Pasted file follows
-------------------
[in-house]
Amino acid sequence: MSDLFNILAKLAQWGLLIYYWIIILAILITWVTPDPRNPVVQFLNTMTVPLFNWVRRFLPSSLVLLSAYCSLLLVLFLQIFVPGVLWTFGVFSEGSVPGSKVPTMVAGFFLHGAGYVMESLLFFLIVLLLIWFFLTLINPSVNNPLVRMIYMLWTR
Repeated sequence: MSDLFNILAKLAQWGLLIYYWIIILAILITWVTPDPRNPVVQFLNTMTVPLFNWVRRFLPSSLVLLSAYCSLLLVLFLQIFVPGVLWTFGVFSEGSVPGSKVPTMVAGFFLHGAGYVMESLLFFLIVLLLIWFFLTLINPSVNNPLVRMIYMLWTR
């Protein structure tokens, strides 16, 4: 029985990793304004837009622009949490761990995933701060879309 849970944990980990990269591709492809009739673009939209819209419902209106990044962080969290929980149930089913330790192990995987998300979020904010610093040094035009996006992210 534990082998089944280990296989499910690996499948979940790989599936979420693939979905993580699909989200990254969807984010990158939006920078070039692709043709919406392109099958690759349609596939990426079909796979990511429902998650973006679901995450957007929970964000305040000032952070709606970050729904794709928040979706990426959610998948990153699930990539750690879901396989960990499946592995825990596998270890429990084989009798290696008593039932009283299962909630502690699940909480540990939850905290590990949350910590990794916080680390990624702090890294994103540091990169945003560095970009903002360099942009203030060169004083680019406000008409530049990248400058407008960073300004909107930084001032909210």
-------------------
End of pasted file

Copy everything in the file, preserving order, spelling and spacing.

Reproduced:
[in-house]
Amino acid sequence: MSDLFNILAKLAQWGLLIYYWIIILAILITWVTPDPRNPVVQFLNTMTVPLFNWVRRFLPSSLVLLSAYCSLLLVLFLQIFVPGVLWTFGVFSEGSVPGSKVPTMVAGFFLHGAGYVMESLLFFLIVLLLIWFFLTLINPSVNNPLVRMIYMLWTR
Repeated sequence: MSDLFNILAKLAQWGLLIYYWIIILAILITWVTPDPRNPVVQFLNTMTVPLFNWVRRFLPSSLVLLSAYCSLLLVLFLQIFVPGVLWTFGVFSEGSVPGSKVPTMVAGFFLHGAGYVMESLLFFLIVLLLIWFFLTLINPSVNNPLVRMIYMLWTR
């Protein structure tokens, strides 16, 4: 029985990793304004837009622009949490761990995933701060879309 849970944990980990990269591709492809009739673009939209819209419902209106990044962080969290929980149930089913330790192990995987998300979020904010610093040094035009996006992210 534990082998089944280990296989499910690996499948979940790989599936979420693939979905993580699909989200990254969807984010990158939006920078070039692709043709919406392109099958690759349609596939990426079909796979990511429902998650973006679901995450957007929970964000305040000032952070709606970050729904794709928040979706990426959610998948990153699930990539750690879901396989960990499946592995825990596998270890429990084989009798290696008593039932009283299962909630502690699940909480540990939850905290590990949350910590990794916080680390990624702090890294994103540091990169945003560095970009903002360099942009203030060169004083680019406000008409530049990248400058407008960073300004909107930084001032909210």